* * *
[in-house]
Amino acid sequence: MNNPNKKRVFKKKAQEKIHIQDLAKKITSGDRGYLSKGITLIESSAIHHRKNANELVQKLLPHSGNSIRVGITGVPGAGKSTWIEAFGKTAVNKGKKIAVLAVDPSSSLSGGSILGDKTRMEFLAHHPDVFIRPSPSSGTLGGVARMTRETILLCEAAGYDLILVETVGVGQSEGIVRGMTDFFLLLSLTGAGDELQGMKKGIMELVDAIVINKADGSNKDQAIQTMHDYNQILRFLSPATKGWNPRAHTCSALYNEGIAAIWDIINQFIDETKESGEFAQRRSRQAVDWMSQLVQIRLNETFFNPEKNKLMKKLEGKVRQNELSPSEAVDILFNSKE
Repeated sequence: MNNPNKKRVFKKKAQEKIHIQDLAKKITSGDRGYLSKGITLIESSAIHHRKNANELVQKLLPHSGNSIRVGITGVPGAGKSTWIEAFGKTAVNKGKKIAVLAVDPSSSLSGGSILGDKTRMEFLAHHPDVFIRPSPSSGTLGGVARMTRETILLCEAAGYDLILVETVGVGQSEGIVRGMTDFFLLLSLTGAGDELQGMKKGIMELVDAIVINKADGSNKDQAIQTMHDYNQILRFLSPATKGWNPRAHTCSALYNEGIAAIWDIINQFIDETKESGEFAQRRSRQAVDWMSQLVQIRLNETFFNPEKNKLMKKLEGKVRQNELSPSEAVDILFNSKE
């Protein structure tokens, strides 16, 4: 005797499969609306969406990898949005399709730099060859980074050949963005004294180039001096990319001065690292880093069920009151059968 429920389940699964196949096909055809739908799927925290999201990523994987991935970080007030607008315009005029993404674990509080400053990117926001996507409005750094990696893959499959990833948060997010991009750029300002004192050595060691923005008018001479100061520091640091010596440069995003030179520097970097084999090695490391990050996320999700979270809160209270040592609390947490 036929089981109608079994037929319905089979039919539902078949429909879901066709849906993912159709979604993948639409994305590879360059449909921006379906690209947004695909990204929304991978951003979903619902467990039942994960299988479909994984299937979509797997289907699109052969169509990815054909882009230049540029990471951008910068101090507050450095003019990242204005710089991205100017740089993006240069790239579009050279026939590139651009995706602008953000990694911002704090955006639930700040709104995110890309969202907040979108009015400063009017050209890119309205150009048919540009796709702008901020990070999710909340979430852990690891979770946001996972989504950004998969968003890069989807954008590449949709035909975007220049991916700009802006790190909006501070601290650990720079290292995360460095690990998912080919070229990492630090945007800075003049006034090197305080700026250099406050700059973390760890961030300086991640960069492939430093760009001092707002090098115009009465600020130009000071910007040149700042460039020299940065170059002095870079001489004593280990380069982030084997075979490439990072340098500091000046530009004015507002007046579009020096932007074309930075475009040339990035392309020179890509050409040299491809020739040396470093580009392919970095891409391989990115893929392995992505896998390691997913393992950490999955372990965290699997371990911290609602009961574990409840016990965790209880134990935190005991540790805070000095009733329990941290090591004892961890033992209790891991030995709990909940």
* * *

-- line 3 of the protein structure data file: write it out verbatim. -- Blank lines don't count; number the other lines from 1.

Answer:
Repeated sequence: MNNPNKKRVFKKKAQEKIHIQDLAKKITSGDRGYLSKGITLIESSAIHHRKNANELVQKLLPHSGNSIRVGITGVPGAGKSTWIEAFGKTAVNKGKKIAVLAVDPSSSLSGGSILGDKTRMEFLAHHPDVFIRPSPSSGTLGGVARMTRETILLCEAAGYDLILVETVGVGQSEGIVRGMTDFFLLLSLTGAGDELQGMKKGIMELVDAIVINKADGSNKDQAIQTMHDYNQILRFLSPATKGWNPRAHTCSALYNEGIAAIWDIINQFIDETKESGEFAQRRSRQAVDWMSQLVQIRLNETFFNPEKNKLMKKLEGKVRQNELSPSEAVDILFNSKE